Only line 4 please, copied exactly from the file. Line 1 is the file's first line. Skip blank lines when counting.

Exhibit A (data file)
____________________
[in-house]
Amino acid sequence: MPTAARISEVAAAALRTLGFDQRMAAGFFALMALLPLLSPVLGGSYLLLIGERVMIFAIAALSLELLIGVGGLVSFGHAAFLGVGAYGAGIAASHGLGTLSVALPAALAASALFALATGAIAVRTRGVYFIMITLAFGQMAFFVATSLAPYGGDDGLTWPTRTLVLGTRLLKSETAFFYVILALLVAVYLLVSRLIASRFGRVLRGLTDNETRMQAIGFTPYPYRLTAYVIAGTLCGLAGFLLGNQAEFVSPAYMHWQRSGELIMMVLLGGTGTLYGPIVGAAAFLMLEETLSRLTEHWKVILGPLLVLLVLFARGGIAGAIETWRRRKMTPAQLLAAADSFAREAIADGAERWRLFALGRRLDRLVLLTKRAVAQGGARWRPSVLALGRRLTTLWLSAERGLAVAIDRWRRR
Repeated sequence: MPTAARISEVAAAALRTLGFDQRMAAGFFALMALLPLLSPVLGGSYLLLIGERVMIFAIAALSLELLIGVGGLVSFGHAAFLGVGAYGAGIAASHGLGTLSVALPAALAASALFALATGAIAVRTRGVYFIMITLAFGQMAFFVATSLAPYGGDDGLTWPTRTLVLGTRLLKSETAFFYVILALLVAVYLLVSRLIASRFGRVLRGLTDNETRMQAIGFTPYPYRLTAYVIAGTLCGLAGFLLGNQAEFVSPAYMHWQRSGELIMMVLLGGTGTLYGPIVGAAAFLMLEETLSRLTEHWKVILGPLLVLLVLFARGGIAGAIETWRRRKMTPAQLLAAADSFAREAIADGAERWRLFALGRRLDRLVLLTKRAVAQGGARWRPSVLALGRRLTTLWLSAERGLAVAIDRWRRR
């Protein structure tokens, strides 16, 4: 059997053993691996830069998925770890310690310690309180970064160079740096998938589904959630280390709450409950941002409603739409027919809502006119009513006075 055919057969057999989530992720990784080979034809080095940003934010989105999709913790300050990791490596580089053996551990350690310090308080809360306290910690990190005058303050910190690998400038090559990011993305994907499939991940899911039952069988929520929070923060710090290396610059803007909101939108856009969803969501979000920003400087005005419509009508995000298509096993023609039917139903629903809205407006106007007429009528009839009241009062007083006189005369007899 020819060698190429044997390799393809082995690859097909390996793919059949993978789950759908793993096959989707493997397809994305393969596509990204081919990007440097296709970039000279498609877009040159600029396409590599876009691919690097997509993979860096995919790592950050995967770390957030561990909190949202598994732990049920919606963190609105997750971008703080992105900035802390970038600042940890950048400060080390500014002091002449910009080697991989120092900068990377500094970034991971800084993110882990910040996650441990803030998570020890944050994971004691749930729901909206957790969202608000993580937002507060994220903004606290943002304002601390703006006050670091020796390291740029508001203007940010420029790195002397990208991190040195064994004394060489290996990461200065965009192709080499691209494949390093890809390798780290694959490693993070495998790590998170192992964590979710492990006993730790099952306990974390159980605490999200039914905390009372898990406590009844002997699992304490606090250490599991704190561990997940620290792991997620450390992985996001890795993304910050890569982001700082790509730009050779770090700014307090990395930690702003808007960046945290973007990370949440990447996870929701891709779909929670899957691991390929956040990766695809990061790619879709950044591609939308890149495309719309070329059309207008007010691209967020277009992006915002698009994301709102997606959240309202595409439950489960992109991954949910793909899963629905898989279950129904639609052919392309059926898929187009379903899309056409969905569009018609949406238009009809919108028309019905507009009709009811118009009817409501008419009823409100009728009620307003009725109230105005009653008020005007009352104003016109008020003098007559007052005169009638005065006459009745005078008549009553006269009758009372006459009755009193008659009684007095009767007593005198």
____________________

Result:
């Protein structure tokens, strides 16, 4: 059997053993691996830069998925770890310690310690309180970064160079740096998938589904959630280390709450409950941002409603739409027919809502006119009513006075 055919057969057999989530992720990784080979034809080095940003934010989105999709913790300050990791490596580089053996551990350690310090308080809360306290910690990190005058303050910190690998400038090559990011993305994907499939991940899911039952069988929520929070923060710090290396610059803007909101939108856009969803969501979000920003400087005005419509009508995000298509096993023609039917139903629903809205407006106007007429009528009839009241009062007083006189005369007899 020819060698190429044997390799393809082995690859097909390996793919059949993978789950759908793993096959989707493997397809994305393969596509990204081919990007440097296709970039000279498609877009040159600029396409590599876009691919690097997509993979860096995919790592950050995967770390957030561990909190949202598994732990049920919606963190609105997750971008703080992105900035802390970038600042940890950048400060080390500014002091002449910009080697991989120092900068990377500094970034991971800084993110882990910040996650441990803030998570020890944050994971004691749930729901909206957790969202608000993580937002507060994220903004606290943002304002601390703006006050670091020796390291740029508001203007940010420029790195002397990208991190040195064994004394060489290996990461200065965009192709080499691209494949390093890809390798780290694959490693993070495998790590998170192992964590979710492990006993730790099952306990974390159980605490999200039914905390009372898990406590009844002997699992304490606090250490599991704190561990997940620290792991997620450390992985996001890795993304910050890569982001700082790509730009050779770090700014307090990395930690702003808007960046945290973007990370949440990447996870929701891709779909929670899957691991390929956040990766695809990061790619879709950044591609939308890149495309719309070329059309207008007010691209967020277009992006915002698009994301709102997606959240309202595409439950489960992109991954949910793909899963629905898989279950129904639609052919392309059926898929187009379903899309056409969905569009018609949406238009009809919108028309019905507009009709009811118009009817409501008419009823409100009728009620307003009725109230105005009653008020005007009352104003016109008020003098007559007052005169009638005065006459009745005078008549009553006269009758009372006459009755009193008659009684007095009767007593005198």